Bengal Eagle Owl

Bengal Eagle owl at Wingham Wildlife Park

Bengal Eagle Owl Natural History

Size

The length of this owl ranges from 50cm to 56cm with a wingspan of 37cm to 43cm. Females of this species are larger than the males.

Habitat and Distribution

These owls can be found on hills living in rocky scrub forest throughout their range which covers the Southern tip of Asia.

Age

This owl has been recorded living to ages of up to 20 years.

Diet

The main diet of this bird is made up of rodents and other small mammals, however they will occasionally also eat birds.

Groups and Breeding

These owls can often be seen living in pairs even outside of their natural breeding season which in its range is generally from February to April. After mating the females will lay 2 to 4 eggs which take approximately 35 days to hatch.

Threats

Due to this birds size and aggressive nature when protecting itself, its young or its nest make them very unlikely victims from predators. Their main threat comes from habitat destruction through its range when people are destroying the woodland and grassland surrounding their rocky nest site for development, which is making food more difficult to find for these birds in some parts of its range.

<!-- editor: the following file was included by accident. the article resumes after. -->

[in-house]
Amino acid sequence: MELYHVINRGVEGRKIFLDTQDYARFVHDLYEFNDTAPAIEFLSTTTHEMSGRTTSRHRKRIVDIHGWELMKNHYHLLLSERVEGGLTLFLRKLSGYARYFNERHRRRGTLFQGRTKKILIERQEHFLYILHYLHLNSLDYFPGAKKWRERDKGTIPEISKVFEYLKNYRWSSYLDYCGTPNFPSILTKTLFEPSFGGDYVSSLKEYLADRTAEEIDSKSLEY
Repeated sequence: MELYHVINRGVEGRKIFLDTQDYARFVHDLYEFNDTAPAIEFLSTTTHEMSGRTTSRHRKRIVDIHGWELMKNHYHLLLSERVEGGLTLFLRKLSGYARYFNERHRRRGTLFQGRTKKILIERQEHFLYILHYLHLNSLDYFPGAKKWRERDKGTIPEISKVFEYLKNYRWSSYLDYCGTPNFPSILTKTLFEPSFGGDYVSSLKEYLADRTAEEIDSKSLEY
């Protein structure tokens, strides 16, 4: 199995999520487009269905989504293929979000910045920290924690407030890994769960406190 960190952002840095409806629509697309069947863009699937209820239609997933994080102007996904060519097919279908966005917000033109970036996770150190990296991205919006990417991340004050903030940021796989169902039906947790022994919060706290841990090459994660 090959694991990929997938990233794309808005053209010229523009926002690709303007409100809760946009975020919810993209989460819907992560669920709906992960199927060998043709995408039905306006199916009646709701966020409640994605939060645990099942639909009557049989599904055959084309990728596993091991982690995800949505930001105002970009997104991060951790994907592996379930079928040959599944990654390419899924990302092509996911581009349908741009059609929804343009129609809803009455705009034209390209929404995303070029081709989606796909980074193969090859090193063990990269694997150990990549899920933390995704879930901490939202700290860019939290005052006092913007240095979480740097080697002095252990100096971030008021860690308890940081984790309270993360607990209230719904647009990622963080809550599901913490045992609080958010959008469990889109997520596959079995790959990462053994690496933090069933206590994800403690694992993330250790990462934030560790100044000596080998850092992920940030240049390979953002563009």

Interesting facts

Due to their preference of rocky outcrops as its habitat this bird is also sometimes called the Rock Eagle Owl.

The Owls During Your Day Out in Kent

At Wingham Wildlife Park we currently house 2 bengal eagle owls which can be found in the bird of prey area, near the ever popular Pickle, the gibbon.  Even though we only have 2 females they do lay a number of eggs each year which they attempt to incubate on the floor in a scraped out nest – for their peace of mind we allow them to incubate the eggs until they are aware that they are not fertile, and then remove them once they abandon the eggs themselves.  They are both fairly old birds, remaining from the days of the old Wingham Bird Park.